Most of these scams take place over the telephone, but some do occur via email, U.S. mail and door-to-door visits. Fraudulent callers typically steal a person’s identity by making up stories to try to obtain their name, Social Security number (SSN) or financial information.
(Note: Medicare used to use SSNs to identify beneficiaries and their health insurance claims, but CMS began distributing new Medicare cards without SSNs on them in 2018. Instead, these new cards feature a beneficiary’s unique Medicare Number, which is still a sensitive piece of identifying information that should be protected.)
Medicare beneficiaries should be wary of the following schemes:
- Attempts to “verify your identity.”
Someone calls to tell you that you must provide identifying information to receive a new or updated Medicare card. They may even tell you there’s a charge for the new card and request a credit card number as well.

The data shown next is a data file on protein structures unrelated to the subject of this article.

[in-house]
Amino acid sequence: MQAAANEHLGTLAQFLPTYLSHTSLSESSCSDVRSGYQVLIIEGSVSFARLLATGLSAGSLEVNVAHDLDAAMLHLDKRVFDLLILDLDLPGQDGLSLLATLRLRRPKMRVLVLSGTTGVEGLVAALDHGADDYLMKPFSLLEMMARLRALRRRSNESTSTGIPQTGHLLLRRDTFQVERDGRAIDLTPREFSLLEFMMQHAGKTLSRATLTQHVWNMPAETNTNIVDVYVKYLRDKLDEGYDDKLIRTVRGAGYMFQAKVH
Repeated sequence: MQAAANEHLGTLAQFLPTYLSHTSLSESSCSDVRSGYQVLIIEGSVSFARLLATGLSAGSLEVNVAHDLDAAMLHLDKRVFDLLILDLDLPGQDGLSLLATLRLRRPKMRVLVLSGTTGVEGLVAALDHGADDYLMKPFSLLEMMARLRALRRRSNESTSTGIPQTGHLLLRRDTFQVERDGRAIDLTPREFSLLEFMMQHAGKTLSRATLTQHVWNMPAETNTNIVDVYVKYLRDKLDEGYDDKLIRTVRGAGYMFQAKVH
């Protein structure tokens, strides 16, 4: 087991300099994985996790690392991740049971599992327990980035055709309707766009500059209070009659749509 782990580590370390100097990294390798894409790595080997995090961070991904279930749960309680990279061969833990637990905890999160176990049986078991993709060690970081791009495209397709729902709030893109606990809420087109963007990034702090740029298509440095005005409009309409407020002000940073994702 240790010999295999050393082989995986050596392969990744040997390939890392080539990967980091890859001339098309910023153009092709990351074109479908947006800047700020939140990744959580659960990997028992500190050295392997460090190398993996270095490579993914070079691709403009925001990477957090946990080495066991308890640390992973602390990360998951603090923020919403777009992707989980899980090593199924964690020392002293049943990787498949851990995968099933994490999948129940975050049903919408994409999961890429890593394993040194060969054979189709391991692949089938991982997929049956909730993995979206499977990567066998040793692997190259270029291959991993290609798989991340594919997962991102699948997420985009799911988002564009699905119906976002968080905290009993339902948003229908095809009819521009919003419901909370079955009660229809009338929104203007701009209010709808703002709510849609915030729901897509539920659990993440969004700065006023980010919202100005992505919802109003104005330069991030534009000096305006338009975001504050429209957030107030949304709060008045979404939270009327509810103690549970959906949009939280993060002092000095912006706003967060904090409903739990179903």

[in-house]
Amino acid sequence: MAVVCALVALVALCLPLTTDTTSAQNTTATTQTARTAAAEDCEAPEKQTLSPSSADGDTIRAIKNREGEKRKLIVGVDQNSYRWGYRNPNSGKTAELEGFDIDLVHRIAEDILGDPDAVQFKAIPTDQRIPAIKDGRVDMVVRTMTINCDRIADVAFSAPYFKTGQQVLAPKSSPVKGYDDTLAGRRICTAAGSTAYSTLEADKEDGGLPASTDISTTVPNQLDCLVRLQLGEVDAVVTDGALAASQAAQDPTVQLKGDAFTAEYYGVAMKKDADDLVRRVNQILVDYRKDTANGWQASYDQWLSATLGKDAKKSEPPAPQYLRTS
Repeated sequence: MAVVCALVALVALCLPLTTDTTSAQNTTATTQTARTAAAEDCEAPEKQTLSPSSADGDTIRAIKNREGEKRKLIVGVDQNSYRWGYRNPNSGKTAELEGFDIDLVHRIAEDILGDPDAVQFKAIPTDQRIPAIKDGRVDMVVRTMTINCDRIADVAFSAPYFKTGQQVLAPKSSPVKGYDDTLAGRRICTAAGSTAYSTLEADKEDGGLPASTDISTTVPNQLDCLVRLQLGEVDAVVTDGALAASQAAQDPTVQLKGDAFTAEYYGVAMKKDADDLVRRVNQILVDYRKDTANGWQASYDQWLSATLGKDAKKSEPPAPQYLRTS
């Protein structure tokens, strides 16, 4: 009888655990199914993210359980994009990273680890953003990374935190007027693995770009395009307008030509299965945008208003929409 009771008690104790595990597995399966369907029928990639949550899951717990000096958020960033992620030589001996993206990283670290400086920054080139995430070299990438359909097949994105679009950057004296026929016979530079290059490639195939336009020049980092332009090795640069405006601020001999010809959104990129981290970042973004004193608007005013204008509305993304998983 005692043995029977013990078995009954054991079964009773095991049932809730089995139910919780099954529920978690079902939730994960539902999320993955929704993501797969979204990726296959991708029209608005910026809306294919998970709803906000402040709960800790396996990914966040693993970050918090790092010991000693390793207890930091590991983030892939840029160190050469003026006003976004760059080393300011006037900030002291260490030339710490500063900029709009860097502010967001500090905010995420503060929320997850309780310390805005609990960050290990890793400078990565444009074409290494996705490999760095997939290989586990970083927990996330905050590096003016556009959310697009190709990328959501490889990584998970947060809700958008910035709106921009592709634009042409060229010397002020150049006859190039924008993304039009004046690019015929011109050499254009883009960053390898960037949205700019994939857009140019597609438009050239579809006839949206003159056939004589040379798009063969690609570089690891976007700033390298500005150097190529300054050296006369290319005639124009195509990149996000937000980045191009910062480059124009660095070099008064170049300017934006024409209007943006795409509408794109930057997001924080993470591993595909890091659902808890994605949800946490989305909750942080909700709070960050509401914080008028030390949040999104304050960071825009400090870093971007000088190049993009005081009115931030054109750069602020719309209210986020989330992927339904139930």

- Bogus offers for “free medical supplies.”
A caller will pretend to offer durable medical equipment or a medical checkup at no cost to you because “Medicare will cover it.” The only catch is that the caller needs your SSN or Medicare Number to verify coverage and/or a credit card number to cover shipping costs for the free supplies.
- False claims that you’re entitled to a “refund.”
Another devious variation involves a caller who explains that, due to a vague change in Medicare coverage, you’re owed a refund. They will typically ask for your Medicare Number and bank account information so they can direct deposit the funds.
Identifying Fraudulent Callers
It is crucial to understand that telephone scammers aren’t always easy to identify. In most cases, it is best not to answer any calls from unknown or out-of-town numbers. However, technology has made it so that scammers can fake caller ID information by using spoofing devices.